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Given $m > 0$, fix a reduced residue system (RRS) $r_{1}, r_2,\dotsc , r_{\varphi(m)} $ mod $ m$. Let $x$ denote the sum $r_1 + r_2 + \dotsb + r_{\varphi(m)}$. What is $x$ mod $m$?

The problem is that I'm stuck. So suppose that $m = 2k + 1$. Then the RRS would include an even number of elements since all even numbers are relatively prime to $m$. But I don't know what to do with this information and I also don't know how to solve for if $m$ is even. Any help will be appreciated.

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  • $\begingroup$ $6$ is not relatively prime to $3$, so your statement that all even numbers will be relatively prime to $m$ is incorrect. $\endgroup$ – Anurag A Oct 2 '18 at 22:17
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Hint:

If $r_i$ is a reduced residue modulo $m$, then so is $-r_i$. Moreover $\phi(m)$ is even for $m \geq 3$. So can you pair things up in the sum?

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  • $\begingroup$ If we sort the $r_i$ ‘s in ascending order we can add the first and the last element but I don’t know how to pair up the rest of the elements. Also whats the RRS mod 2??? $\endgroup$ – Pratyush Chopra Oct 3 '18 at 2:15
  • $\begingroup$ @PratyushChopra you don't have to know which specific residues will pair. All you need to observe is that in the list $r_1,r_2, \ldots,r_{\phi(m)}$, for each $r_i$ there exists $r_k$ such that $r_i+r_k \equiv 0 \pmod{m}$. $\endgroup$ – Anurag A Oct 3 '18 at 5:25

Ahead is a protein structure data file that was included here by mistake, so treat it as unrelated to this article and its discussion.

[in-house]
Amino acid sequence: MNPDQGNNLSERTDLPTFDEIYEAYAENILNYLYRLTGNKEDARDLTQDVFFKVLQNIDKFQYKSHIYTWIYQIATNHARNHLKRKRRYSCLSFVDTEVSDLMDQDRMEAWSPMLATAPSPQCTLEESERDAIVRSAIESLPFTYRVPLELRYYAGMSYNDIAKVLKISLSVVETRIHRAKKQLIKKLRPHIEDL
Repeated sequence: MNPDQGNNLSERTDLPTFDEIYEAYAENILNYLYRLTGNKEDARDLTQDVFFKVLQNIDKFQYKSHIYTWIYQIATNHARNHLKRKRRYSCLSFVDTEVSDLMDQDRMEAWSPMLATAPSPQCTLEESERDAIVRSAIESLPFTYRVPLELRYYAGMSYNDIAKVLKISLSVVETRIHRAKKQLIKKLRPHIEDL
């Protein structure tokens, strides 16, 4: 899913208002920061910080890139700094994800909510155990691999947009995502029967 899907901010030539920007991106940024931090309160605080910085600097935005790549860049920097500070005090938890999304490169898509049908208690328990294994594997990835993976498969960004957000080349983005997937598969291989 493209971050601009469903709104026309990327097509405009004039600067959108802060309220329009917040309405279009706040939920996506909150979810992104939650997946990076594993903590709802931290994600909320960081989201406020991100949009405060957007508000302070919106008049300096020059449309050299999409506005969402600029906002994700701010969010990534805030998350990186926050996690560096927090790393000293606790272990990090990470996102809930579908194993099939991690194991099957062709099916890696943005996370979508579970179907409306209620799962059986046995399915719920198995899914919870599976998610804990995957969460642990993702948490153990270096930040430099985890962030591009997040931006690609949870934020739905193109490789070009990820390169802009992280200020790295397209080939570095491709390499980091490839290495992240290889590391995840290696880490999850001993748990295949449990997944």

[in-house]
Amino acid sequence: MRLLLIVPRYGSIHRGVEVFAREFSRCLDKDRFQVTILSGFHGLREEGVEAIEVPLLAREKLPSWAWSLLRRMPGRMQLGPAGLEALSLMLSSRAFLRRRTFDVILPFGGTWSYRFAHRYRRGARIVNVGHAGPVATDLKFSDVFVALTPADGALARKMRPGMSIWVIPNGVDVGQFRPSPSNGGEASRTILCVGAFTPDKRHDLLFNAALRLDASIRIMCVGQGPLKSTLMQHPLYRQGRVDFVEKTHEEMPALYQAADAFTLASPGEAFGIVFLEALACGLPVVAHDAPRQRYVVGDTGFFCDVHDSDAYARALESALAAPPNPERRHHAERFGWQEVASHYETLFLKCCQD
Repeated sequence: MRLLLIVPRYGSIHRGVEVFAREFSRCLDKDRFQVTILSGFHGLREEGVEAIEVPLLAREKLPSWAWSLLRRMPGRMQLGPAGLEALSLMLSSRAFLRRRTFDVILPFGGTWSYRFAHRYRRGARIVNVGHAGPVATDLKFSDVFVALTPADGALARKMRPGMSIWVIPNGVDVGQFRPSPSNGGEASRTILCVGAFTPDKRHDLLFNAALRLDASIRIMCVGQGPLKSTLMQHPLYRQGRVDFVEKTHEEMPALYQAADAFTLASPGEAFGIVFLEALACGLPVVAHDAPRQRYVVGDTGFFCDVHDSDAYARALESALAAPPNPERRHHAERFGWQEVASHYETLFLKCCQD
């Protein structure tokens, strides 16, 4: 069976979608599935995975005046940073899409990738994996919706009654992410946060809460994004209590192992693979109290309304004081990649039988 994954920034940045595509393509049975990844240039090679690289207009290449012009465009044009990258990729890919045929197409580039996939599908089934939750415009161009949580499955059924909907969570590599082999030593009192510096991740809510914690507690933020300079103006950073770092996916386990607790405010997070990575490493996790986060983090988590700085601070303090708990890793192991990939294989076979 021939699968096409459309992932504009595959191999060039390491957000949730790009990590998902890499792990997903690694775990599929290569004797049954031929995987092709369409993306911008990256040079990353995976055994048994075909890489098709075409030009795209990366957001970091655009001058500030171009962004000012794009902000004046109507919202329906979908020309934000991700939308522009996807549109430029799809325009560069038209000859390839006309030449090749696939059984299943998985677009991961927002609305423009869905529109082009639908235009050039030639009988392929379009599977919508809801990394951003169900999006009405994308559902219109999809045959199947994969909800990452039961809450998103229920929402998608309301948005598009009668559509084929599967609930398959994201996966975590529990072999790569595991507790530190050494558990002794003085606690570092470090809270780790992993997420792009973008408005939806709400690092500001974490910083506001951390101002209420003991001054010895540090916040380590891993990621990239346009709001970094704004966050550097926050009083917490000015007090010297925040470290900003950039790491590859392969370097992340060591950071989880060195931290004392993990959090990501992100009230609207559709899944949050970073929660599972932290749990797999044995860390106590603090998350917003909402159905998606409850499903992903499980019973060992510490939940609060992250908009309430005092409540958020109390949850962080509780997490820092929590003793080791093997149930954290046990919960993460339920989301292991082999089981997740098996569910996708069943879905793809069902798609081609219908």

• $\begingroup$ @PratyushChopra Take an example to better understand the idea. Let $m=9$, then $\{1,2,4,5,7,8\}$ is complete RRS. But we can also write the same system as $\{1,2,4,-4,-2,-1\}$. $\endgroup$ – Anurag A Oct 3 '18 at 5:27
  • $\begingroup$ I made various examples myself but I still don't know how to prove it for m. And yeah I observed it but how do I show it? $\endgroup$ – Pratyush Chopra Oct 3 '18 at 11:53
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Let the reduced residue system $r_{1}, r_2, \dotsc , r_{\varphi(m)}\pmod m$ be in ascending order.

Note: $r_1=1$, $r_{\varphi(m)}=m-1\equiv-1\pmod{m}$, then $r_1+r_{\varphi(m)}\equiv0\pmod{m}$.

Now what can be said of $r_2$ and $r_{\varphi(m)-1}$?

Note: $\varphi(m)=m\prod_{p_i}\left(1-\frac1{p_i}\right)$, and is even for $m\ge3$.

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  • $\begingroup$ I know that $r_2 + r_{/phi (m)-1}$ is congruent to 0 but I don’t know how to prove it $\endgroup$ – Pratyush Chopra Oct 3 '18 at 2:13
  • $\begingroup$ If $p\mid a$ and $p\mid a-b$ then this implies $p\mid a-(a-b)=b$. So this tells us $\gcd(a,b)=\gcd(a,a-b)$. Applying this to the RRS, we have $\gcd(m,r_i)=\gcd(m,m-r_i)=1$. Can you take it from here? $\endgroup$ – Daniel Buck Oct 3 '18 at 2:53

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